All posts tagged: creation

Building the Theandric City: Liturgy and the Consummation of Humanity

In the beginning, God placed human beings in the world and commanded them to build a city. Before the Fall, that city had already been born. The city is the mode of humankind’s communal, liturgical, and economic life in the world, and its essence was contained in the telos given by God to humanity—to rule and to use the world justly, to tend the garden, to name the world, and to fill it with images of God. “Be fruitful and multiply and fill the earth and subdue it” (Gen 1:28)—these are God’s first words to humanity, the exordium of the blessing that gave to them the entire world.[1] All the just elements of the village, the town, and the city are simply an unfolding of this primordial mission. God made human beings a political animal, ruling and using the world in community. As creatures of both body and soul, they were also the mediators between God and matter. This was to be a priestly polis. By craft, speech, and relationship, humankind would integrate all people …

Is ‘Work’ a Four-Letter Word?

There is a certain ambiguity in Scripture about the meaning and value of labor, and I am aware of no clear and positive statement on the subject by the Church. Rerum novarum and Quadragesima anno just don’t really approach the subject, and especially not from a more modern scriptural viewpoint. What I have to suggest on this topic hardly constitutes an exhaustive treatment of what the idea of work might be for a Catholic, but I do think it might open up some avenues for thought. Genesis has God laboring for six days and then resting (Gen 2:1–4), although this does not seem to mean that labor is tiring even for God; it seems rather to show him as a model for our freedom on the Sabbath day, a gift God gives us by his example. Genesis 3:17–19, on the other hand, takes the position that labor is indeed a curse, at least in the way that Adam and Eve would have to do it after the Fall. Job takes a very negative view of …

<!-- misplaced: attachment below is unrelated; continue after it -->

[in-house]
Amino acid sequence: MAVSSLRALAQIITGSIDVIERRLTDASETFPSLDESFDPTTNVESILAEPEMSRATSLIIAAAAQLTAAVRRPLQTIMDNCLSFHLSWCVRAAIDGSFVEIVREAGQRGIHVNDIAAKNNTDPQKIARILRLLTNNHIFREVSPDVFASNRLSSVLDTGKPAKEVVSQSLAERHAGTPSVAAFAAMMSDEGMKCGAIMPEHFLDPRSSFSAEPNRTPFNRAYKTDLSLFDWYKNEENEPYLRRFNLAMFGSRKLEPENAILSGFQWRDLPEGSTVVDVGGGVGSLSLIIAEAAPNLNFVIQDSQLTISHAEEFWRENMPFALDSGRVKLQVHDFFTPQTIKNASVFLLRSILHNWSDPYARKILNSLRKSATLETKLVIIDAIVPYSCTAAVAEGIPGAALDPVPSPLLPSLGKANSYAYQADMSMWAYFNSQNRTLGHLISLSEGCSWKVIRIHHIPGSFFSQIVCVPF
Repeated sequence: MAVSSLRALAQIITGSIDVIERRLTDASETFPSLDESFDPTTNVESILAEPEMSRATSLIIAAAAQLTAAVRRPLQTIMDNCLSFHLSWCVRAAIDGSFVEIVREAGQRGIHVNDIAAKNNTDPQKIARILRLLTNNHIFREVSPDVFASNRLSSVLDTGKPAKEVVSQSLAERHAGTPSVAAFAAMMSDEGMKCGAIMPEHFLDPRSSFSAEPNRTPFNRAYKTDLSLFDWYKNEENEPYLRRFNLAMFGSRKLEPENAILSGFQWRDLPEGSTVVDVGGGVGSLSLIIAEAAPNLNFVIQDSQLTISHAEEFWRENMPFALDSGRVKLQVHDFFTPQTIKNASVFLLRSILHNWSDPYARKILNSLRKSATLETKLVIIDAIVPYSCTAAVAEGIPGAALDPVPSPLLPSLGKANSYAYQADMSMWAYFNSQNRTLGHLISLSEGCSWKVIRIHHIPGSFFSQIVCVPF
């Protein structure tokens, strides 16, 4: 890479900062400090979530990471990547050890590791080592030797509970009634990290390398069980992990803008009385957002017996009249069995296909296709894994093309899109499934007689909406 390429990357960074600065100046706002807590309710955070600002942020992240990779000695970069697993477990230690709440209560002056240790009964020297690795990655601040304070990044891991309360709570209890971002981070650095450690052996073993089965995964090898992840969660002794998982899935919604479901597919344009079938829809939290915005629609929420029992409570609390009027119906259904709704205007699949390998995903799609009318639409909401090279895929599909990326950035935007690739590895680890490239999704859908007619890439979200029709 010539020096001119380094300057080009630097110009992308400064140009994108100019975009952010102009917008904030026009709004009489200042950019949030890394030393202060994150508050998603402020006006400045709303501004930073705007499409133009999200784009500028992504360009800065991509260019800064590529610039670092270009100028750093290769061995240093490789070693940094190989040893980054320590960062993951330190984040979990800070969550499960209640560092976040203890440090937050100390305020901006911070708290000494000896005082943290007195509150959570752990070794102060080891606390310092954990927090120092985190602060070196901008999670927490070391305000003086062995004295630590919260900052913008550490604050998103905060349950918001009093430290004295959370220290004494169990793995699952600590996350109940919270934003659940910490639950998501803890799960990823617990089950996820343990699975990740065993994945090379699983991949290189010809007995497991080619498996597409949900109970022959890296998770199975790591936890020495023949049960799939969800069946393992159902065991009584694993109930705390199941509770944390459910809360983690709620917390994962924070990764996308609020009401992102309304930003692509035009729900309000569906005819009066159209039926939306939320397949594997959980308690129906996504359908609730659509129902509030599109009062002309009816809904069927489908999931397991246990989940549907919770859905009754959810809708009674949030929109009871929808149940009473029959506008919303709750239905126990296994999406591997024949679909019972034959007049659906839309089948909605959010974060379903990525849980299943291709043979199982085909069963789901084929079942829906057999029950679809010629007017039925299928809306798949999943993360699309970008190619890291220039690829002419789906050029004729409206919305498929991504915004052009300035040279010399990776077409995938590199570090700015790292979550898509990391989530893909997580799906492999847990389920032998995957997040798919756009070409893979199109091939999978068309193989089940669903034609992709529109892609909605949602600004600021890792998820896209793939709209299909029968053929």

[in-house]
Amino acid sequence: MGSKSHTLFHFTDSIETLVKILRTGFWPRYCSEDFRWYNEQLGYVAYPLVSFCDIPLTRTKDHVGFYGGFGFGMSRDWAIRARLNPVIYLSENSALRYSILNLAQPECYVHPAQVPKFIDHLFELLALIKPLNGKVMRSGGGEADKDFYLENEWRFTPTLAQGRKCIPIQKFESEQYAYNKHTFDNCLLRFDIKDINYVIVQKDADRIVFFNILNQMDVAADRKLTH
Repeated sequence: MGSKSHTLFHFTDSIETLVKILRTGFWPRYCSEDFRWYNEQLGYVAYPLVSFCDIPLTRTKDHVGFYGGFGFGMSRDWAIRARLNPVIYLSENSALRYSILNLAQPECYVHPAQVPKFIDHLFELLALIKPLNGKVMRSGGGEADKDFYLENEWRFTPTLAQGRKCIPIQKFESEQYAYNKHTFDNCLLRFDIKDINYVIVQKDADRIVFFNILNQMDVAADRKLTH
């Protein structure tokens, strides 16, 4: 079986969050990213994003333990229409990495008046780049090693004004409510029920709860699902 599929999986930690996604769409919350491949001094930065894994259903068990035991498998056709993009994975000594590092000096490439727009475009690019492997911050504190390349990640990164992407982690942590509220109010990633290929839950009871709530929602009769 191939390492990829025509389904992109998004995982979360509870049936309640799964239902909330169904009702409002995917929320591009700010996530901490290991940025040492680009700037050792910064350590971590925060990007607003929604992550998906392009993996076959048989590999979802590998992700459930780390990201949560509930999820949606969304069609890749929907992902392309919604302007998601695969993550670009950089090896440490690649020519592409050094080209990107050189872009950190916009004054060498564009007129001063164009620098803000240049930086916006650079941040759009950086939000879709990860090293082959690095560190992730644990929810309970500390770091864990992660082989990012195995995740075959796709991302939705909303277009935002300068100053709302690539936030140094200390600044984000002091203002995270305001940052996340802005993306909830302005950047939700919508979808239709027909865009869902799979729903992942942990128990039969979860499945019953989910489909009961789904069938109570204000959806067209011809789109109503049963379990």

World Day of Prayer for the Care of Creation

Today, the Catholic Church joins with the Orthodox Church in praising God the Creator and praying for the care of creation.  One year ago, Pope Francis instituted the “World Day of Prayer for the Care of Creation” to be celebrated, henceforth, on September 1.  In addition to its primary focus on creation, it was an ecumenical gesture toward the Orthodox Church which has celebrated “The Day of Prayer for Creation” since 1989 when Ecumenical Patriarch Dimitrios instituted it. September 1 is the feast of the Indiction, or first day of the ecclesiastical year for the Orthodox.  The Orthodox offer “prayers and supplication . . . for all creation” on this day to praise and thank God and to turn sinful humanity back to its proper relationship, not only with God, but with creation. Patriarch Dimitrios wrote that we were “created in order to refer creation back to the Creator, in order that the world may be saved from decay and death.”  His successor Ecumenical Patriarch Bartholomew, who has been called the Green Patriarch because of …

Nature’s Lauds

A sparrow’s song broke through the dawn when all was dark and still. Its joyous cry rose on and on, With praise in ev’ry trill. As faintly as its notes had come, too soon, they fade away, until a robin’s counterpoint rings in the light of day. The robin then takes up the hymn first one, and yet another— their sweet duet a testament to Him who is our Brother. The Word through whom all things were made gave birds their song to sing, and when he took upon our flesh, He gave us everything. O, sparrows, robins, sing of Christ, the New Song, long-awaited, and teach me, too, to sing His praise for all He has created. Your very lives, dear morning birds, are canticles of praise. May my life, too, resound God’s love and glory all my days.